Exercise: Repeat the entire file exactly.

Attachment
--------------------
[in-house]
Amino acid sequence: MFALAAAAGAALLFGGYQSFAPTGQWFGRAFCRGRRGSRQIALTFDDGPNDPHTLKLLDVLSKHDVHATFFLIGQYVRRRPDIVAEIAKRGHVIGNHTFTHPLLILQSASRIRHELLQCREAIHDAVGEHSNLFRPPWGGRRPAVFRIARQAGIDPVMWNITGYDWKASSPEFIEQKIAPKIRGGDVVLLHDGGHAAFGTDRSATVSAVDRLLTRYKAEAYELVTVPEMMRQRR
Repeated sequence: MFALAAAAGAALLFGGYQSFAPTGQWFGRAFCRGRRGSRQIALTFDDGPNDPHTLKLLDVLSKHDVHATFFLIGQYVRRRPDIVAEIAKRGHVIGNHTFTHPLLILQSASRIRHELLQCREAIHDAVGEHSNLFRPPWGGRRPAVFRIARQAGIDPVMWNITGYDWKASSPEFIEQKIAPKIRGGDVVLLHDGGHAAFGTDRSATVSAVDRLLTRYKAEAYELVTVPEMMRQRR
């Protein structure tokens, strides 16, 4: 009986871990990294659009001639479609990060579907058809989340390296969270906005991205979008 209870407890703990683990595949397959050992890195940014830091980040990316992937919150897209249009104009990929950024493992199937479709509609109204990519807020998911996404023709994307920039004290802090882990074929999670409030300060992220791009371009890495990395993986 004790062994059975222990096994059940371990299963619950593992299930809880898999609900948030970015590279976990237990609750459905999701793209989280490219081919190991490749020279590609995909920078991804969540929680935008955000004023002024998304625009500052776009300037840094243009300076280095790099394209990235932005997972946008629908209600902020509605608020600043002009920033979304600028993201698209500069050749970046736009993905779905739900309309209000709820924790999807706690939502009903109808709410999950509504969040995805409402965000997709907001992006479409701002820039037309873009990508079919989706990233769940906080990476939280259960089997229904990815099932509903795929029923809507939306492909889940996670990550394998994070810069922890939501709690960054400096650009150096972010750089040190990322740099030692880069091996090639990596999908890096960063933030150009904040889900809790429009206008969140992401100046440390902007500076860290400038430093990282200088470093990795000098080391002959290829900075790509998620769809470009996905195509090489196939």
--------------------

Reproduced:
[in-house]
Amino acid sequence: MFALAAAAGAALLFGGYQSFAPTGQWFGRAFCRGRRGSRQIALTFDDGPNDPHTLKLLDVLSKHDVHATFFLIGQYVRRRPDIVAEIAKRGHVIGNHTFTHPLLILQSASRIRHELLQCREAIHDAVGEHSNLFRPPWGGRRPAVFRIARQAGIDPVMWNITGYDWKASSPEFIEQKIAPKIRGGDVVLLHDGGHAAFGTDRSATVSAVDRLLTRYKAEAYELVTVPEMMRQRR
Repeated sequence: MFALAAAAGAALLFGGYQSFAPTGQWFGRAFCRGRRGSRQIALTFDDGPNDPHTLKLLDVLSKHDVHATFFLIGQYVRRRPDIVAEIAKRGHVIGNHTFTHPLLILQSASRIRHELLQCREAIHDAVGEHSNLFRPPWGGRRPAVFRIARQAGIDPVMWNITGYDWKASSPEFIEQKIAPKIRGGDVVLLHDGGHAAFGTDRSATVSAVDRLLTRYKAEAYELVTVPEMMRQRR
């Protein structure tokens, strides 16, 4: 009986871990990294659009001639479609990060579907058809989340390296969270906005991205979008 209870407890703990683990595949397959050992890195940014830091980040990316992937919150897209249009104009990929950024493992199937479709509609109204990519807020998911996404023709994307920039004290802090882990074929999670409030300060992220791009371009890495990395993986 004790062994059975222990096994059940371990299963619950593992299930809880898999609900948030970015590279976990237990609750459905999701793209989280490219081919190991490749020279590609995909920078991804969540929680935008955000004023002024998304625009500052776009300037840094243009300076280095790099394209990235932005997972946008629908209600902020509605608020600043002009920033979304600028993201698209500069050749970046736009993905779905739900309309209000709820924790999807706690939502009903109808709410999950509504969040995805409402965000997709907001992006479409701002820039037309873009990508079919989706990233769940906080990476939280259960089997229904990815099932509903795929029923809507939306492909889940996670990550394998994070810069922890939501709690960054400096650009150096972010750089040190990322740099030692880069091996090639990596999908890096960063933030150009904040889900809790429009206008969140992401100046440390902007500076860290400038430093990282200088470093990795000098080391002959290829900075790509998620769809470009996905195509090489196939």